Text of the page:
It is easy to become confused about the relationship between misophonia and anxiety. People often wonder if misophonia causes anxiety. And, people wonder if anxiety causes misophonia, or makes it worse. Whether you suffer from misophonia, have a loved one with the disorder, or are a clinician, thinking about the differences and similarities between anxiety and misophonia may be very helpful.
Preliminary research demonstrates that misophonia and anxiety are two separate disorders. However, the two conditions certainly interact (Cavanna & Seri, 2015). Both misophonia and anxiety tap into the same neurophysiological systems. That is, when one feels anxious the part of the brain that readies a person for flight/flight is activated (Ledoux, 2015). This is the same for misophonia.
When we feel anxious or when we react aversively to a misophonic trigger, we feel the effects of the nervous system being aroused. For example, one may feel their heart beating fast, their palms becoming sweaty, and so on (Rouw & Erfanian, 2017). In both misophonia and with anxiety, as we experience this neurophysiological reaction, we simultaneously form thoughts about what is happening to us. However, there is an essential difference between misophonia and anxiety.
For the most part, misophonia begins with an external stimulus (usually a sound, and sometimes a visual cue). In misophonia, if the sound or visual was not present, one would not react to it.  This is different from anxiety.
With anxiety, an internal stimulus may bring about nervous system activation. Now, this is not “perfect science." For some people with misophonia, just thinking about a trigger might cause reactivity. However, as a general rule, this is a good way to start understanding how anxiety and misophonia are similar and different.
For many people with misophonia, the aversive reactivity goes away as soon as the sound is no longer present, or at least one feels the responsivity abating in the absence of the auditory (or visual) stimuli. For example, if one is triggered and leaves the dinner table, the nervous system calms very quickly, or at least soon after. This is because the misophonia trigger is coming from the outside world, it is for the most part, external.
Anxiety, on the other hand, can be activated simply because a person is thinking about something they are concerned about. For example, one might feel anxious about a job interview or a school assignment that is due the next day, or one may evaluate the potential consequences of something from their past. For example, an individual may think, “I am very worried about how I did on my final exam." Here, the internal stimuli (the thought) cause the reaction. In addition, anxiety may be long-lasting because we can continue to think about that which we are worried about for quite some time. Again, this is not “perfect science” and is somewhat simplistic, but it helps to remember this:
Anxiety is often brought about by things we may think about or worry about. This is internal.
Sounds or sights bring about misophonia as they enter our system through the outside world (external stimuli).
Of course, this doesn’t mean that anxiety (or anxious feelings) doesn’t make the misophonic response worse. If one is anxious because they are thinking about something provocative, the nervous system is already on alert. The person is already “revved up." Then, when the misophonic trigger occurs, one will escalate more quickly and with more intensity. Similarly, an anxious person may react with more intensity to auditory or visual stimuli from the outside world.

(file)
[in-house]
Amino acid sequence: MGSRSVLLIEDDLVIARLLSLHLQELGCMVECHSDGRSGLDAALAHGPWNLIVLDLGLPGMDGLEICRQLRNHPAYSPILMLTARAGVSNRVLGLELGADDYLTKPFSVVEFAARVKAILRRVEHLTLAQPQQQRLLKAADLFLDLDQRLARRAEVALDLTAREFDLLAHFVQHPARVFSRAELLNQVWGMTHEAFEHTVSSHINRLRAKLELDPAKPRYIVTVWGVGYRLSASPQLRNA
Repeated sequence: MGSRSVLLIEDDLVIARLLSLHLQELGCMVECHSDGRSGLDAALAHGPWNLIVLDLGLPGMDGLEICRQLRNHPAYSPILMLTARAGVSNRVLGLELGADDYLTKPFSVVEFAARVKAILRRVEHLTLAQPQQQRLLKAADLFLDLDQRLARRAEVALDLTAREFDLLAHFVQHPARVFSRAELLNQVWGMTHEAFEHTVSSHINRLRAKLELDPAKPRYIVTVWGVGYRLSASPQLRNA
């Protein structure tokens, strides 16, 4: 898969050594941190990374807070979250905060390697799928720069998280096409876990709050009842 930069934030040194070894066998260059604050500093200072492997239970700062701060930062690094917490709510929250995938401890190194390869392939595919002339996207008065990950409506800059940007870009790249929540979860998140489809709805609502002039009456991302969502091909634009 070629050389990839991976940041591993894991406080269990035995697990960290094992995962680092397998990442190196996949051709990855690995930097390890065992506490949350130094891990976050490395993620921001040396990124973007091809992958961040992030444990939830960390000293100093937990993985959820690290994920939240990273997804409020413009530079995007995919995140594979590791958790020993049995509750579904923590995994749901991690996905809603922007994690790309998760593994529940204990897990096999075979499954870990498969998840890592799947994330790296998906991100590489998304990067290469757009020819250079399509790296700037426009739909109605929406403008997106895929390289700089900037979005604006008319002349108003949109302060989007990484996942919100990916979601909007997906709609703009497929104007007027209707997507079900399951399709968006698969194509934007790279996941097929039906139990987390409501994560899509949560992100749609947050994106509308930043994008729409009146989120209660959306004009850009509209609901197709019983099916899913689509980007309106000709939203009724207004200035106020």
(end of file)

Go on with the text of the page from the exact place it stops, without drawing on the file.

Unfortunately, many of us also worry (or become anxious) about misophonia, and/or about entering a place where we know triggers are present. This is anticipatory anxiety.
What can one do about this?
I always say that the first step to coping with misophonia is understanding what it is. Once an individual has a basic understanding of how sounds affect their nervous system, one may begin to feel a little less overwhelmed. Understanding your own responses to triggers is certainly not a “miracle cure." However, we tend to be less overwhelmed by what we understand.
- Focus on the thoughts you have about misophonia and how these thoughts differ from anxiety.
- For example, my first thought upon hearing a trigger sound is often “Oh no, not again” or “Please stop." This is distinctly different than “worrying” or feeling anxious about something, even though the nervous system response is similar.
Once you have differentiated misophonia reactivity from anxiety, it helps to clarify what you are experiencing with regard to both. Although this may not significantly change the automatic nervous system response, "unpacking" your own experiences is a definitive step toward coping with the disorder.
 While most people with misophonia report that they feel much calmer when stimuli is removed, there are some for whom the stimuli persists in memory. This is true of both visual and auditory stimuli.
Cavanna, A.E. and Neal, M. (January 2013). Selective Sound Sensitivity Syndrome (Misophonia) in a Patient with Tourette Syndrome. The Journal of Neuropsychiatry and Clinical Neurosciences. Vol. 25 (1). doi:10.1176/appi.neuropsych.11100235.
Ledoux, J.E. (2015). Anxious.: Using the Brain to Understand and Treat Anxiety. Penguin Press New York.
Rouw, R and Erfanian, M. (May 2017). A Large-Scale Study of Misophonia. Journal of Clinical Psychology. DOI: 10.1002/jclp.22500